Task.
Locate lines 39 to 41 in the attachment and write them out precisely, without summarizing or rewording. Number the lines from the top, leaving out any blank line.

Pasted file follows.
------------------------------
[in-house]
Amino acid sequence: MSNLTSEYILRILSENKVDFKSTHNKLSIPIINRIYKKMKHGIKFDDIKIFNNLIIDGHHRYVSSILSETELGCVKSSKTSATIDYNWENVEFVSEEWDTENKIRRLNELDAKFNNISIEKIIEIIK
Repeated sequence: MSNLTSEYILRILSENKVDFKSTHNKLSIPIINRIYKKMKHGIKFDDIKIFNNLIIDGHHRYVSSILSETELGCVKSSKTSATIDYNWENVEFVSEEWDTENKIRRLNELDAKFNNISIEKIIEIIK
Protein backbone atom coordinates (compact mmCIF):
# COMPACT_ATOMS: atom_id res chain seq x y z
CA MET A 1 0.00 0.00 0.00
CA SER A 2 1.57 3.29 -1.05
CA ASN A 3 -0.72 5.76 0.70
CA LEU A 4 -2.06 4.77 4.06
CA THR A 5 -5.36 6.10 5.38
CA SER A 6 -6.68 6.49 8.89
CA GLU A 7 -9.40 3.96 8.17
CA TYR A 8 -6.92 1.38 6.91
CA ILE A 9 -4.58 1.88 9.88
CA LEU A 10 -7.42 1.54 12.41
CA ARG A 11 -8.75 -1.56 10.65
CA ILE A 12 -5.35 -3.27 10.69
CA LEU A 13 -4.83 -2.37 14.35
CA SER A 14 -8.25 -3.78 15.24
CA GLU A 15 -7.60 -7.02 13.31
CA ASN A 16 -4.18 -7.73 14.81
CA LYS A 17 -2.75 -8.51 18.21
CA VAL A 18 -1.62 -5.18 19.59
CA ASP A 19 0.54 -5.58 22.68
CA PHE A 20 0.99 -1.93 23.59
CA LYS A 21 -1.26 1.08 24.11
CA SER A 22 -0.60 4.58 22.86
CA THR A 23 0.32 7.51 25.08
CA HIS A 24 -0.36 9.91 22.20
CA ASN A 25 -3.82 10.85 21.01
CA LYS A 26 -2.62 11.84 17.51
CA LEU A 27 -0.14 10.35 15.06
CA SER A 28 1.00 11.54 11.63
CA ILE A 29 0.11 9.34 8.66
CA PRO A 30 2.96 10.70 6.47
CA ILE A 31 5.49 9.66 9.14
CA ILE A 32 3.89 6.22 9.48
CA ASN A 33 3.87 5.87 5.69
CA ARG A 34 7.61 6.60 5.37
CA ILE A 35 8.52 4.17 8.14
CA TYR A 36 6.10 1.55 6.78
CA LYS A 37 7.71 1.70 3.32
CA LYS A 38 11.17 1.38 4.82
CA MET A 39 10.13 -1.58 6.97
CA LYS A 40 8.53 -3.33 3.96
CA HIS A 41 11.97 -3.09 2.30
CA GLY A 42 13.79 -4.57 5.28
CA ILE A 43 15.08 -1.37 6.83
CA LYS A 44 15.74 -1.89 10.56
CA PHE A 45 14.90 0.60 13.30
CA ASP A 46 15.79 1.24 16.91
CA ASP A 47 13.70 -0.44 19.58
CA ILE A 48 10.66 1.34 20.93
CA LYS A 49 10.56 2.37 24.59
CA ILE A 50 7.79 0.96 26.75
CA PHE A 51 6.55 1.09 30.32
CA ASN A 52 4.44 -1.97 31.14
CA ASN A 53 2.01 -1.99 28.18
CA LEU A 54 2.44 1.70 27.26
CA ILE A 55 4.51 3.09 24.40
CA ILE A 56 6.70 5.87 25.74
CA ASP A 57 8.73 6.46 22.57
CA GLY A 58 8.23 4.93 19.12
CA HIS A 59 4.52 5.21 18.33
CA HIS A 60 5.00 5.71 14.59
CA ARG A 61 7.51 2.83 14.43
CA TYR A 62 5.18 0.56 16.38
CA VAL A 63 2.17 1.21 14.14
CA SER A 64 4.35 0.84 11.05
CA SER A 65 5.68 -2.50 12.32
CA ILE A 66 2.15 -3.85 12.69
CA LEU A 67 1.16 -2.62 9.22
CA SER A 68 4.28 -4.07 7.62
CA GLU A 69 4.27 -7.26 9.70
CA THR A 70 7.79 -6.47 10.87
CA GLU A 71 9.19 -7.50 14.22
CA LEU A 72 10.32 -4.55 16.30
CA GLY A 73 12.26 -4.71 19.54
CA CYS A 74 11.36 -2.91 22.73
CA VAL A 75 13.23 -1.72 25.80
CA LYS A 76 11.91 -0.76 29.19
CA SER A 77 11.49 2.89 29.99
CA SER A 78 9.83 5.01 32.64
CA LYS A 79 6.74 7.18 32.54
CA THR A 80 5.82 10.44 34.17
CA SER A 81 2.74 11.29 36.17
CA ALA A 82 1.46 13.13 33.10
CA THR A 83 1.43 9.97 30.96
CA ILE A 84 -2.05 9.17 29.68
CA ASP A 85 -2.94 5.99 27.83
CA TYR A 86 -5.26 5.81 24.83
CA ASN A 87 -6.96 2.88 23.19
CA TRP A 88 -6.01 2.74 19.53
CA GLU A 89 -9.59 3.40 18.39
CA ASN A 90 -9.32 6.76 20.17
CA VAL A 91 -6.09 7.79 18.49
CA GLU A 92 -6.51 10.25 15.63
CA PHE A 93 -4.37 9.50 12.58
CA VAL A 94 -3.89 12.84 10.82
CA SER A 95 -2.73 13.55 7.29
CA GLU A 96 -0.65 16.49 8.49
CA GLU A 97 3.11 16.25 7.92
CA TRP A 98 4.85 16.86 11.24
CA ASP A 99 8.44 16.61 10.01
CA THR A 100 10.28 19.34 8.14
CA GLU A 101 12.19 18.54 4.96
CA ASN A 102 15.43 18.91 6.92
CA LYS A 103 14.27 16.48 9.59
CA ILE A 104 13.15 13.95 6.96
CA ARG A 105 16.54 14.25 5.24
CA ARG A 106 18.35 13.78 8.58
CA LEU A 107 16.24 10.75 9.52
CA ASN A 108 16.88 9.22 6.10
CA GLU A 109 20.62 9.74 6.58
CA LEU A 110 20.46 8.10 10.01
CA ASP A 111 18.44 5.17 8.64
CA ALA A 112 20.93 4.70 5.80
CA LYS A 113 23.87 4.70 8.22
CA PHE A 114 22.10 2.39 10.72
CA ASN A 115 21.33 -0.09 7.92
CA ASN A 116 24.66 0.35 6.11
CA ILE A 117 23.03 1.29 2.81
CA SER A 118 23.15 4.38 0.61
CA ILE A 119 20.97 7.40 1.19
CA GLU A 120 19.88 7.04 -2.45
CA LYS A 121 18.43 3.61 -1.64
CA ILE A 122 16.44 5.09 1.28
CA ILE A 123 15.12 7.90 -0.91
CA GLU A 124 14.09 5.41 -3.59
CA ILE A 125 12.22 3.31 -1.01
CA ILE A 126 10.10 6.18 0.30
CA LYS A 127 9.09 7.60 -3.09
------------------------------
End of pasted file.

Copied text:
CA ARG A 34 7.61 6.60 5.37
CA ILE A 35 8.52 4.17 8.14
CA TYR A 36 6.10 1.55 6.78